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Formula predicts effects of noise on quantum information

Researchers from Cornell Engineering and the University of Amsterdam have derived a formula that predicts the effects of environmental noise on quantum information – an advancement crucial for designing and building quantum computers capable of working in an imperfect world.

Environmental noise is a significant obstacle to advancing quantum computing because it alters the phase of different branches of a wave function in an unpredictable way. This process of tampering with the phase of a quantum system is called dephasing, and can be detrimental to the success of a quantum computation.

Light can travel through an optical fiber via different paths, as depicted by the blue and red lines. The impossibility of knowing the exact path a light ray has taken leads to an effective dephasing noise.

Dephasing can occur in everyday devices such as optical fibers, which are used to transfer information in the form of light. Light rays traveling through an optical fiber can take different paths; since each path is associated to a specific phase, not knowing the path taken amounts to an effective dephasing noise.

In their new publication in Nature Photonics, Ludovico Lami, assistant professor at the University of Amsterdam and at the research center QuSoft, and Mark M. Wilde, associate professor of electrical and computer engineering at Cornell, analyze a model called the bosonic dephasing channel to study how noise affects the transmission of quantum information. It represents the dephasing acting on a single mode of light at definite wavelength and polarization.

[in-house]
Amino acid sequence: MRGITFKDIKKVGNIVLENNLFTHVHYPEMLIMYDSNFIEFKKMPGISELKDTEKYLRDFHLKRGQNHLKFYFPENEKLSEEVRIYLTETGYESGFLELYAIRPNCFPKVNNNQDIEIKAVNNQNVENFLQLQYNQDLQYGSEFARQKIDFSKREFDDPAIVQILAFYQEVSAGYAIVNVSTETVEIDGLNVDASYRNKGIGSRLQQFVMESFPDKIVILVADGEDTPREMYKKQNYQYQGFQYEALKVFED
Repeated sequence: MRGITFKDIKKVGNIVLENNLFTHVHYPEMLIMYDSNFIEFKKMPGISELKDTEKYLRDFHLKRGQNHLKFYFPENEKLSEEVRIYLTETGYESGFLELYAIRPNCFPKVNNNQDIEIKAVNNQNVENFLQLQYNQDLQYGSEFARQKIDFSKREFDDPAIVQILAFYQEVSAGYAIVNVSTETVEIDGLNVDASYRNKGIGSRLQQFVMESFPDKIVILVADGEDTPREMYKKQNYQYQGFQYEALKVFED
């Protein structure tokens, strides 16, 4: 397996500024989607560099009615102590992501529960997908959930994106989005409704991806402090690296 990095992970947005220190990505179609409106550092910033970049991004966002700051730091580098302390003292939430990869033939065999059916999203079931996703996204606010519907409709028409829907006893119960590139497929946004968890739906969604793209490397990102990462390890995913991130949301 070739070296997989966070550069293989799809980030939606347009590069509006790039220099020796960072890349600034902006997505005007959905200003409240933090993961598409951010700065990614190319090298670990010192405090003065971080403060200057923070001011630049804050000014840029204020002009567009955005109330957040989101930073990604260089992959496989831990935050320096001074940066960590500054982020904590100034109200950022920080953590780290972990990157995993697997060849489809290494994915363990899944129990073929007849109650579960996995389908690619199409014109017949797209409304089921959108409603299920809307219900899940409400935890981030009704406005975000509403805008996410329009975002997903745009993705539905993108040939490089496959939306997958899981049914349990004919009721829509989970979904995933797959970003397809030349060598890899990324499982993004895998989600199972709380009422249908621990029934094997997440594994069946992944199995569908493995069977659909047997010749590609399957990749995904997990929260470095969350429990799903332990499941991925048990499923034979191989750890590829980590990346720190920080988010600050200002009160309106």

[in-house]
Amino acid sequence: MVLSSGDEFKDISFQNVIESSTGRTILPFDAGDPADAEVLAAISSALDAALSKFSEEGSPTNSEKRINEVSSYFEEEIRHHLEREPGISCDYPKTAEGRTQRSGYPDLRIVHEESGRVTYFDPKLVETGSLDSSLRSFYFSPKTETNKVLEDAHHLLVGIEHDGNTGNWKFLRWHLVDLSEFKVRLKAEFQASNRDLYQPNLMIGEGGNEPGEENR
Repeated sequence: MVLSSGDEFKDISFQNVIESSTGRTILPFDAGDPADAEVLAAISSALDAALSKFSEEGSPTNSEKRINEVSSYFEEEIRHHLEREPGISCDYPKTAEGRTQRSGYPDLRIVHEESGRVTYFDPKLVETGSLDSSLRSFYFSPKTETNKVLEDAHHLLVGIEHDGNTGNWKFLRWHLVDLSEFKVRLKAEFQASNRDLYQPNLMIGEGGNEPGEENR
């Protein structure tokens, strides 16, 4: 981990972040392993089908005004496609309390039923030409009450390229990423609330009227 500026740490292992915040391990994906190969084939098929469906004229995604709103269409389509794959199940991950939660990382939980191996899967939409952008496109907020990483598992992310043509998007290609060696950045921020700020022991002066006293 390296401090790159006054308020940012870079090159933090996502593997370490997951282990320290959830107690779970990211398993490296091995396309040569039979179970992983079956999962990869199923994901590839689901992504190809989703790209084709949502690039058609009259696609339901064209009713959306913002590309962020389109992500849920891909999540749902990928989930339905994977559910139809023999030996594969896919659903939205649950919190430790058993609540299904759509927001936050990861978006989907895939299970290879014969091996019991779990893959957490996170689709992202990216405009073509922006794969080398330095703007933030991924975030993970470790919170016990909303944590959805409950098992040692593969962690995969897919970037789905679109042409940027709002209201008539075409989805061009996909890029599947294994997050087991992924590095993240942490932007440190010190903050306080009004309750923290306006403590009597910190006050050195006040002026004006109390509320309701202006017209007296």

The number quantifying the effect of the noise on quantum information is the quantum capacity, which is the number of qubits that can be safely transmitted per use of a fiber. The new publication provides a full analytical solution to the problem of calculating the quantum capacity of the bosonic dephasing channel for all possible forms of dephasing noise.

To overcome the effects of noise, one can incorporate redundancy in the message to ensure that the quantum information can still be retrieved at the receiving end. This is similar to saying “Alpha, Beta, Charlie” instead of “A, B, C” when speaking on the phone. Although the transmitted message is longer, the redundancy ensures that it is understood correctly.

The new study quantifies exactly how much redundancy needs to be added to a quantum message to protect it from dephasing noise. This is significant because it enables scientists to quantify the effects of noise on quantum computing and develop methods to overcome these effects.

This article was adapted from an original version with permission from the University of Amsterdam.

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